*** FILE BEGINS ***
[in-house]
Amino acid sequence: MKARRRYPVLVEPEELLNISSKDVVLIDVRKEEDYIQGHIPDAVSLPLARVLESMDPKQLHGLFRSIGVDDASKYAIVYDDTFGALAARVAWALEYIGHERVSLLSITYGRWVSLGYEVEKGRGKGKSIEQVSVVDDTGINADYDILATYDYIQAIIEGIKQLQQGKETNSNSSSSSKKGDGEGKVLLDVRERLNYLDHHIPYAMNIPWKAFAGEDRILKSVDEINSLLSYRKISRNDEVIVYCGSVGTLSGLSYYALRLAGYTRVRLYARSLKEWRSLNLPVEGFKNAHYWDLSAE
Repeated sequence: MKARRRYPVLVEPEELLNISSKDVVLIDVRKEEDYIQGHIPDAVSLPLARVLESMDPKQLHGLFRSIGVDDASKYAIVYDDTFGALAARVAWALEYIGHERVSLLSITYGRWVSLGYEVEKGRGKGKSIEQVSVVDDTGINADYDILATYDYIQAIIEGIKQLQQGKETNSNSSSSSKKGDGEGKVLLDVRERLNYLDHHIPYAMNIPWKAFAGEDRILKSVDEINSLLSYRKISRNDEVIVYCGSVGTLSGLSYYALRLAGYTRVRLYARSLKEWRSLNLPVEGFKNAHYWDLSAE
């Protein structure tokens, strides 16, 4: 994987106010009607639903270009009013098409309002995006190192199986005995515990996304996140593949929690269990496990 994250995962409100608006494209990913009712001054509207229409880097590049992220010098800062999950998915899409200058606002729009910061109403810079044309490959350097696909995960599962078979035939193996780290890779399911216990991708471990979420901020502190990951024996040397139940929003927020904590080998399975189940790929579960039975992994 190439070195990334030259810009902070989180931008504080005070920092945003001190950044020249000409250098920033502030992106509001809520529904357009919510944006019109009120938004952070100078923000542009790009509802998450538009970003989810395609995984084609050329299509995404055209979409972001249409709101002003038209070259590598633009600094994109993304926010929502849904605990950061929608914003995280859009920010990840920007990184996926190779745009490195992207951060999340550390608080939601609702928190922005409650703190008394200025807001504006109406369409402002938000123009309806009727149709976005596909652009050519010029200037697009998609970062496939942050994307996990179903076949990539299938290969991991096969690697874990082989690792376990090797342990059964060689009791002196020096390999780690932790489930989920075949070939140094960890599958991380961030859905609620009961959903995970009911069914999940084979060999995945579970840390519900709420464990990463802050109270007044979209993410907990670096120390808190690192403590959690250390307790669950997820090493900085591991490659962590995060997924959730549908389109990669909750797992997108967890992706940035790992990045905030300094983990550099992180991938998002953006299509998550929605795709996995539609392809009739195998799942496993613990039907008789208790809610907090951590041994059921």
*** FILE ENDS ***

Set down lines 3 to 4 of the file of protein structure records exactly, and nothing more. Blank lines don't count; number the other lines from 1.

Repeated sequence: MKARRRYPVLVEPEELLNISSKDVVLIDVRKEEDYIQGHIPDAVSLPLARVLESMDPKQLHGLFRSIGVDDASKYAIVYDDTFGALAARVAWALEYIGHERVSLLSITYGRWVSLGYEVEKGRGKGKSIEQVSVVDDTGINADYDILATYDYIQAIIEGIKQLQQGKETNSNSSSSSKKGDGEGKVLLDVRERLNYLDHHIPYAMNIPWKAFAGEDRILKSVDEINSLLSYRKISRNDEVIVYCGSVGTLSGLSYYALRLAGYTRVRLYARSLKEWRSLNLPVEGFKNAHYWDLSAE
């Protein structure tokens, strides 16, 4: 994987106010009607639903270009009013098409309002995006190192199986005995515990996304996140593949929690269990496990 994250995962409100608006494209990913009712001054509207229409880097590049992220010098800062999950998915899409200058606002729009910061109403810079044309490959350097696909995960599962078979035939193996780290890779399911216990991708471990979420901020502190990951024996040397139940929003927020904590080998399975189940790929579960039975992994 190439070195990334030259810009902070989180931008504080005070920092945003001190950044020249000409250098920033502030992106509001809520529904357009919510944006019109009120938004952070100078923000542009790009509802998450538009970003989810395609995984084609050329299509995404055209979409972001249409709101002003038209070259590598633009600094994109993304926010929502849904605990950061929608914003995280859009920010990840920007990184996926190779745009490195992207951060999340550390608080939601609702928190922005409650703190008394200025807001504006109406369409402002938000123009309806009727149709976005596909652009050519010029200037697009998609970062496939942050994307996990179903076949990539299938290969991991096969690697874990082989690792376990090797342990059964060689009791002196020096390999780690932790489930989920075949070939140094960890599958991380961030859905609620009961959903995970009911069914999940084979060999995945579970840390519900709420464990990463802050109270007044979209993410907990670096120390808190690192403590959690250390307790669950997820090493900085591991490659962590995060997924959730549908389109990669909750797992997108967890992706940035790992990045905030300094983990550099992180991938998002953006299509998550929605795709996995539609392809009739195998799942496993613990039907008789208790809610907090951590041994059921």